Naspers Has Earmarked Billions For Tech Investments

Updated on 16 November 2017

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Today's Top Entrepreneurship And Business Stories (16 November)

Naspers, the media and technology group, is set to continue to invest in e-commerce and tech ventures.

“We have several billion in cash and underutilised credit facilities,” Naspers CEO Bob Van Dijk said in an interview with Bloomberg. “We have room to invest in the future.

According to Fin24Naspers has become one of the world’s largest investors in e-commerce ventures.

In April Naspers made a R960 million investment in South African online retailer, Takealot.

The company has been involved in 14 deals worth $1.94bn this year alone, according to data compiled by Bloomberg. This includes a  $1.2 billion investment in Germany’s Delivery Hero, a deal which is expected to strengthen Naspers‘ position in food delivery.

Fin24 reports that alongside e-commerce, Van Dijk flagged fintech as a particular area of focus. In October Naspers announced it had made an $115 million investment in Remitly, a digital remittance startup in the US through its fintech investment division PayU.

SAB B-BBEE Scheme Has Disbursed R2.6 Billion To Shareholders Since 2010

The South African Breweries (SAB) broad based black economic empowerment (B-BBEEprogramme, SAB Zenzele, has disbursed a total of R2.6-billion to its three shareholder groups since its start in 2010.

SAB Zenzele, a R7.3-billion B-BBEE deal, was first announced on 1 July 2009 and placed 8.45% of the company’s shares in the hands of approximately 40 000 black shareholders.

Transaction participants include SAB employees (SAB Zenzele Employee Trust), qualifying black-owned liquor and soft drink retailers (SAB Zenzele Holdings for Retailers), and the SAB Foundation for the broader South African society. The benefits of the transaction are specifically targeted at the major stakeholder groups who have played a meaningful role in SAB’s long-term business success.

“In designing the SAB Zenzele transaction, SAB was determined to look beyond traditional business approaches and search for pioneering solutions to black economic empowerment that would deliver real benefits to the lives of many thousands of South Africans.

Through the SAB Foundation, many historically disadvantaged South Africans benefit from sustainable ongoing investment aimed at fostering entrepreneurship.  Since the launch of the transaction in 2010, the SAB Foundation Trust has committed more than R151-million and has in turn supported 355 enterprises which offer products and services for the benefit of women, youth, people living with disabilities and people living in rural areas.   In the recent SAB Foundation Social Innovation and Disability Empowerment Awards 2017, 24 winners were announced and were awarded over R9 million.

With 29 543 retailer beneficiaries, the retailer with a minimum number of shares of 317, acquired at a cost of R100, has received over R15 000 in cash and accumulated value of more than R74 000 since inception.

For no upfront investment, the average employee has accumulated over R278 000 in cash and value appreciation.

SAB Zenzele will run in its current form until 2020. Plans are being drafted for the continuation of the scheme post-2020, a commitment made to the South African government as part of its Public Interest Commitments at the time of the business combination.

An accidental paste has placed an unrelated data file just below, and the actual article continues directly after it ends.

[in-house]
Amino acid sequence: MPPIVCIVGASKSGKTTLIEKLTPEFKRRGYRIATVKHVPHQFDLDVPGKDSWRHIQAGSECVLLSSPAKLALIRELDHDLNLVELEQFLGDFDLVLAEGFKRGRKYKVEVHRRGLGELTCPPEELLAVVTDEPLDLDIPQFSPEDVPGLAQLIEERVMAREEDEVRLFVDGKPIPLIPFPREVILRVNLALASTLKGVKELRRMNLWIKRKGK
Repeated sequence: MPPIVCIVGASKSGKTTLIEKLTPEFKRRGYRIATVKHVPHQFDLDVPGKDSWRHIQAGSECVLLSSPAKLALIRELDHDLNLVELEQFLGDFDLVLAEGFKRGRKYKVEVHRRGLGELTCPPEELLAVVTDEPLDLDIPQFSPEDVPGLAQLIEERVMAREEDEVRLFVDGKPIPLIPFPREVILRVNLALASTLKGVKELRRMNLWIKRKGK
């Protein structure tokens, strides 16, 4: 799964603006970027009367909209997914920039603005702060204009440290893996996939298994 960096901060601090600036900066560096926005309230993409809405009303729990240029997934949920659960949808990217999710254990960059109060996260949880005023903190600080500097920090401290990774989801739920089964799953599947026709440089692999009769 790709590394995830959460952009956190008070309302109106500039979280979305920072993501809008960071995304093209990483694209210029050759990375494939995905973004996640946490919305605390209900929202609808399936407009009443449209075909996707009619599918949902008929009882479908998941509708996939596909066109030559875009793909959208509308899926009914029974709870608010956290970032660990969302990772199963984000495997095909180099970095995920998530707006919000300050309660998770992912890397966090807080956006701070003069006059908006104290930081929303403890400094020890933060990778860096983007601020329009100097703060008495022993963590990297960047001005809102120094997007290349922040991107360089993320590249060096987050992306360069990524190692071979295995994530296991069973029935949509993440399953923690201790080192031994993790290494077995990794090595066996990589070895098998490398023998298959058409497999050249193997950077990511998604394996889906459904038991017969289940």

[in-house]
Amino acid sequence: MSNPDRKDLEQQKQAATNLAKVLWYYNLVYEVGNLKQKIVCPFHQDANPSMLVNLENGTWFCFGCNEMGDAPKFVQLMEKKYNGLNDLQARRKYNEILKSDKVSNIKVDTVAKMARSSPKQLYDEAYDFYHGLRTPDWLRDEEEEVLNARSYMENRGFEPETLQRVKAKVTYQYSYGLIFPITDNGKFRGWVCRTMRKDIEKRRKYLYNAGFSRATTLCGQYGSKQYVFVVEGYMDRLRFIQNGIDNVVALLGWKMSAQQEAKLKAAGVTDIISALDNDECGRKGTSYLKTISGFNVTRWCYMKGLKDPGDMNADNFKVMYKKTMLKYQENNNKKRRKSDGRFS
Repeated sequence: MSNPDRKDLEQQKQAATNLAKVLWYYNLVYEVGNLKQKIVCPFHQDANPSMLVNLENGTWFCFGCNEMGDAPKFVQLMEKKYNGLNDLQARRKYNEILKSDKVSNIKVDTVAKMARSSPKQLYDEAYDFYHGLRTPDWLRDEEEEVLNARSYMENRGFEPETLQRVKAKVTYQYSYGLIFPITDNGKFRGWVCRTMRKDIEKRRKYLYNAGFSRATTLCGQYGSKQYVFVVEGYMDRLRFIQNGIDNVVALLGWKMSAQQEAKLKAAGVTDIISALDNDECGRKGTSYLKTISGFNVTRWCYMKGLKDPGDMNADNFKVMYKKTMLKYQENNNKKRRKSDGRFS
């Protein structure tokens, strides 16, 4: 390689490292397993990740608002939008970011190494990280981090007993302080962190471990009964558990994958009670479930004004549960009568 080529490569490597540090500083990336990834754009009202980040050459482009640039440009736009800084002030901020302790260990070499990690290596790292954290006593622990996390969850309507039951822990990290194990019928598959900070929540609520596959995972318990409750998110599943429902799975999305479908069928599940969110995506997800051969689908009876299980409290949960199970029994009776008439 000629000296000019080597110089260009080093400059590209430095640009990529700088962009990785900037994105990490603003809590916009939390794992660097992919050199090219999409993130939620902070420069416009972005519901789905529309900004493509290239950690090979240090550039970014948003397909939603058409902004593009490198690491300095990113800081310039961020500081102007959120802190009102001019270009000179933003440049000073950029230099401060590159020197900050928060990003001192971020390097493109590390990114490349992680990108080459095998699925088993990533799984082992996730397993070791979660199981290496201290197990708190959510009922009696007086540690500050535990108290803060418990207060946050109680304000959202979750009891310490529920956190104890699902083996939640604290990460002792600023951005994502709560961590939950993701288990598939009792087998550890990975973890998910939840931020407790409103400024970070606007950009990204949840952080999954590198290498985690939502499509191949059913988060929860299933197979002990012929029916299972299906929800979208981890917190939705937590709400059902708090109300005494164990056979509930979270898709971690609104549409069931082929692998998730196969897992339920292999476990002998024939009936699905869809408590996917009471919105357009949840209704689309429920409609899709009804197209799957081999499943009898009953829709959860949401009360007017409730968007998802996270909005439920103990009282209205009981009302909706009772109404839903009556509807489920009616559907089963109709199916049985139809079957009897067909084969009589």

Digital Platforms A Game-Changer For Convenient SME Funding

The efficient use of digital platforms is crucial in enabling convenient access to funding for South Africa’s small and medium enterprises (SMEs). This is according to Mike Vacy-Lyle, CEO of FNB Business, who says a pragmatic approach that prioritises the use of technology could be a game-changer in the way the country’s SMEs access funding opportunities.

“We are seeing evidence of this in our business since we introduced online credit scoring for SMEs that bank with us. The automation of this process has significantly improved our credit scoring rate in the SME space, which means qualifying small business that bank with us are able to process their credit applications much faster and get a quick response on the outcome of their applications,”he says.

Convenient access to credit is viewed as one of the fundamental barriers to growing South Africa’s SME sector; this is a sector that remains central to the government’s plans to stimulate a new growth path that is detailed in the National Development Plan (NDP). Unfortunately South Africa’s economic plight hasn’t been conducive to creating a booming SME sector, hence new interventions are necessary.

“The upliftment of SMEs is a non-negotiable for South Africa,” says Vacy-Lyle, “because of the urgent need to grow our economy, create jobs and broaden financial inclusion. While credit extension is an important component of enabling small businesses, we firmly believe that building an enabling ecosystem will significantly aid the process and the adoption of technology is at the heart of this process.”

FNB says according to its business registration data, approximately 3 000 new businesses registrations were initiated every month for the 12 months ending June 2017. The sustained business appetite among local entrepreneurs is good news for South Africa in the context of a stagnant economy which hasn’t offered much inspiration to both small and business activity.

“Globally, operating conditions are not getting easier for entrepreneurs; this is why innovation is necessary for business success. As South Africa’s top business bank, we are investing time and money to help entrepreneurs by understanding their core business and removing angst through our advanced banking infrastructure and tech ecosystem,” concludes Vacy-Lyle.

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